Religion is supposed to be about peace, but often it is about war. Some of the worst religious wars include Islamic Jihad, Christian Crusades, and Joshua’s Unholy War. I wish Mormons didn’t have anything to be ashamed of, but I’ve been reading The Mountain Meadows Massacre by Juanita Brooks.
One of the things I didn’t realize about this shameful episode is the Utah War. It wasn’t much of a war, but it was one of the leading causes of this tragedy. In 1857, President Buchanon sent 5000 troops to Utah to put down a supposed rebellion in Utah. Exaggerated reports of rebellion had come to Washington, DC. The US had just finished the Mexican-American War in 1848, and Civil War rhetoric would boil over into war just 4 years later.
There was a tremendous amount of war rhetoric leading up to this time throughout the country. The Mormons had been driven out of Missouri and Illinois, arriving in the Salt Lake Valley in 1847. Brigham Young publicly made many belligerent statements that they would not be driven again, but privately, he had no intention of engaging a war with the US government. He did his best to slow them down, sent Mormons to harass the US Army, but he had explicit instructions not to engage the US army. When the army finally arrived in the Salt Lake Valley, no shots were fired, and there was uneasy peace.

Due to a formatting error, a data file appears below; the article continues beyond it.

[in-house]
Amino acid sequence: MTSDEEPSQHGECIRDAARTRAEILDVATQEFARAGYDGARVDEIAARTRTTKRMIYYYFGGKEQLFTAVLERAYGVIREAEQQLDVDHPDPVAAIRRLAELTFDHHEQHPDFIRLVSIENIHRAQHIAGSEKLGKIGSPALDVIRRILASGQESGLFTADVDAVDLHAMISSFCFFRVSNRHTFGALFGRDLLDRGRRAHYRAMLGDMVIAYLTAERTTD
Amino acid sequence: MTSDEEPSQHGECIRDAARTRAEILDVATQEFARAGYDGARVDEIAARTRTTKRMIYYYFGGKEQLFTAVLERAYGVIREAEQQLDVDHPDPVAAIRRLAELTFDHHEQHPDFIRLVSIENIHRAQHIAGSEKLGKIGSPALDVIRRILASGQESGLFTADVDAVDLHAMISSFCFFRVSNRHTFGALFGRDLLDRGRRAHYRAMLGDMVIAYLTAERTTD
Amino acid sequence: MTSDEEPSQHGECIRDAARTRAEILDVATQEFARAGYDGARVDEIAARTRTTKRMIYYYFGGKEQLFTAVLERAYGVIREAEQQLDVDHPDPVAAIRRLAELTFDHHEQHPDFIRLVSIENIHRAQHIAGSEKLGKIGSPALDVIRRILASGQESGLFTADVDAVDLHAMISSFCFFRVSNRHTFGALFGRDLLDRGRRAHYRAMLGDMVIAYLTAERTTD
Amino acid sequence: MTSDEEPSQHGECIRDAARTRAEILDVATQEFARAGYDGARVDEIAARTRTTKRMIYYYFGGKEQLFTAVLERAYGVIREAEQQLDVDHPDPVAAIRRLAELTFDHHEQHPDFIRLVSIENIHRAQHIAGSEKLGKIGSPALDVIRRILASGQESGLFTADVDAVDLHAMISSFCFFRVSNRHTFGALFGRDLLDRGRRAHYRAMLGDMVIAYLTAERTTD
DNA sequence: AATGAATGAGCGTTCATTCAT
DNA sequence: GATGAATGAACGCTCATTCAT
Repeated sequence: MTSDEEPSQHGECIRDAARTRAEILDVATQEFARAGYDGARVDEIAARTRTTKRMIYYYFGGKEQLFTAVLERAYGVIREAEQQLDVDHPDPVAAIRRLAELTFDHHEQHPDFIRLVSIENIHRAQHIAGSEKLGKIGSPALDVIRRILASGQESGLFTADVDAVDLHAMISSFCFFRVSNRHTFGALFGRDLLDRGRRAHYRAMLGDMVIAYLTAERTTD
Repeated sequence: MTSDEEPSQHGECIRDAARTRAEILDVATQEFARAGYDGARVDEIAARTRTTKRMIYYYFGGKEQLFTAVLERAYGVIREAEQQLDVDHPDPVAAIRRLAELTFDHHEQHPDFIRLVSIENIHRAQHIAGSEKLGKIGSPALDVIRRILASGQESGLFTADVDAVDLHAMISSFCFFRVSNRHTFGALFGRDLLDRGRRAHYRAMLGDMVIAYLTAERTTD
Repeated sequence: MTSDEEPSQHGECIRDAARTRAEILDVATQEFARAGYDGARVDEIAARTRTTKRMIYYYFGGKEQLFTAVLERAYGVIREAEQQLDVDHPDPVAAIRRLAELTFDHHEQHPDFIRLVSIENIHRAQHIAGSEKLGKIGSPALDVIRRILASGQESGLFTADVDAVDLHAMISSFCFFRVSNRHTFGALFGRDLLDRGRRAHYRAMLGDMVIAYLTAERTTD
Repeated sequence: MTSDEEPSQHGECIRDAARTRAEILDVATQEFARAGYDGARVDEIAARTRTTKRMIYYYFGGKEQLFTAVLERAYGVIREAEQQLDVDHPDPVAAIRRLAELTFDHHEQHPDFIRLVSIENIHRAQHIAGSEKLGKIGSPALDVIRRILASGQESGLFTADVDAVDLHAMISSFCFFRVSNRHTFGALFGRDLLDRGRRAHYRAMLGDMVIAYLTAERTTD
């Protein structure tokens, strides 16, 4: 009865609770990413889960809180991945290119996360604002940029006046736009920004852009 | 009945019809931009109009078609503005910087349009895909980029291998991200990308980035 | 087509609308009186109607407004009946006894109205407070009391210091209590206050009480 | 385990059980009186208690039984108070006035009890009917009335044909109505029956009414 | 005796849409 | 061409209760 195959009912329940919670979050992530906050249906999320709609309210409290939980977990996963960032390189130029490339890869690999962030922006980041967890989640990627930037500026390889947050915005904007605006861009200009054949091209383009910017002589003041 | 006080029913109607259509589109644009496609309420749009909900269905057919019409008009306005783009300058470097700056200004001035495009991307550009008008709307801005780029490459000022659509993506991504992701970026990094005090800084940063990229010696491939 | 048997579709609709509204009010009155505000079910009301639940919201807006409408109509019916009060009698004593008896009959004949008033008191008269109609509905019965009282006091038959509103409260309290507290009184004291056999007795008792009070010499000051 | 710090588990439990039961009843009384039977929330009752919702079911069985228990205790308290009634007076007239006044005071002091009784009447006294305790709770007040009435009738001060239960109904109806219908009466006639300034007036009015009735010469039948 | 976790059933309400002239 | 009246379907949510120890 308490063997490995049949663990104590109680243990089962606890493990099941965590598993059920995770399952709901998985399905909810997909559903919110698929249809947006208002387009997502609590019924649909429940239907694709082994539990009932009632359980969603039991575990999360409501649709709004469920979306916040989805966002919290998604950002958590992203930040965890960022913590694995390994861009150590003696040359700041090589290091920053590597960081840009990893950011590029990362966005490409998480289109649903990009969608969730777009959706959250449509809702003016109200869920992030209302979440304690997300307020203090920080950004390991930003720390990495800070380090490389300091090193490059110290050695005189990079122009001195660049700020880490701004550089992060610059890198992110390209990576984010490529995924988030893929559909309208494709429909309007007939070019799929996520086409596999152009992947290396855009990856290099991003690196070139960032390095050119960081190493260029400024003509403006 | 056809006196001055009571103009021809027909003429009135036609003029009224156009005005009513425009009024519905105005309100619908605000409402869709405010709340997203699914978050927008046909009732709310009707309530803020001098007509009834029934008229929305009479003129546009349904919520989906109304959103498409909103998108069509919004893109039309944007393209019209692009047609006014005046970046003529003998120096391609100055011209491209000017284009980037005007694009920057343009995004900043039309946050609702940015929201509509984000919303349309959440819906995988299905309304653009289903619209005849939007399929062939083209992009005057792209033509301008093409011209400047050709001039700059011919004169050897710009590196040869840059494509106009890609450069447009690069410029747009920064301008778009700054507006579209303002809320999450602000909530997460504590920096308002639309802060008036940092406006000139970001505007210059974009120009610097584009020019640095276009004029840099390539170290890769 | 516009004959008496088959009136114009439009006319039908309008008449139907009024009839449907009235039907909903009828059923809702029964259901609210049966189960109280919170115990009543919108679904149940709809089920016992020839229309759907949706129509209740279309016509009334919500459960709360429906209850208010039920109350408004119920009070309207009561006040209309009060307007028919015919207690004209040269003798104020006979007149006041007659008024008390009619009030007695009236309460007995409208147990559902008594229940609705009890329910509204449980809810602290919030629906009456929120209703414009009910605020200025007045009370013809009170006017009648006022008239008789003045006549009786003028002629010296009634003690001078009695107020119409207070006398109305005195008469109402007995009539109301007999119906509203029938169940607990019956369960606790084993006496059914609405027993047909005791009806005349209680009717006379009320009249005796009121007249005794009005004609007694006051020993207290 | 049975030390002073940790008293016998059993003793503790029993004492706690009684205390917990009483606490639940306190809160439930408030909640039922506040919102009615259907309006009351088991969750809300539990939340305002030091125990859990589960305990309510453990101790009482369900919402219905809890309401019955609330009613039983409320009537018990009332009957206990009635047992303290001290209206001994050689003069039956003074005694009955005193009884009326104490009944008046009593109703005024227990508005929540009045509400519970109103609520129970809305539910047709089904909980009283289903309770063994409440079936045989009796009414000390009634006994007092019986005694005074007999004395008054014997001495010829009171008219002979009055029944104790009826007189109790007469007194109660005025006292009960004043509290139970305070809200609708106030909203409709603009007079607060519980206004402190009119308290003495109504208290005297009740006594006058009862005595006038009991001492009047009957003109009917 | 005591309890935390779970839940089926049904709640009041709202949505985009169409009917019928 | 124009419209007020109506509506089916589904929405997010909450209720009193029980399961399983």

Prior to the arrival of troops, the Mormons were training for war. The militias took part on military exercises, and supplies were tightened. They were instructed not to sell food to emigrants passing through. The Fancher and Baker companies were passing through Utah from Arkansas to California. Bad feelings ensued. The emigrants needed supplies, but the Mormons refused to sell to them–thinking they might need these supplies for the war effort with the US.
There were unsubstiantiated rumors that the Fancher party poisoned a well which killed Indian cattle and other rumors that the Fanchers boasted of killing Joseph and Hyrum Smith. Obviously, this would create tensions in Southern Utah. Apostle Parley P Pratt had been recently killed in Arkansas, and the Fanchers apparently bragged about the killing, and threatened to come back with an army from California to take care of the Mormons. Supposedly they derisively named their oxen Brigham and Joseph.
Militias were told that they may need to defend themselves for the oncoming US army, and if the army arrived sooner than expected. War fervor was very high. Brigham Young issued orders to make alliances with the Indians–they were often referred to as the “battle-axe of the Lord.”
Apparently, the Fancher-Baker parties provoked enough anger among the Mormons, that it was decided to do something about them. The Mormons first tried to have the Indians attack the emigrants, but the Fancher party repelled both attacks, killing some Indians in the process. The Indians were furious, and said if the Mormons didn’t help them, the Indians would attack the Mormons. Indians outnumbered Mormons 4 to 1 in the area.
John D. Lee, who was later executed for the massacre, says they knelt in prayer about what to do. From page 81,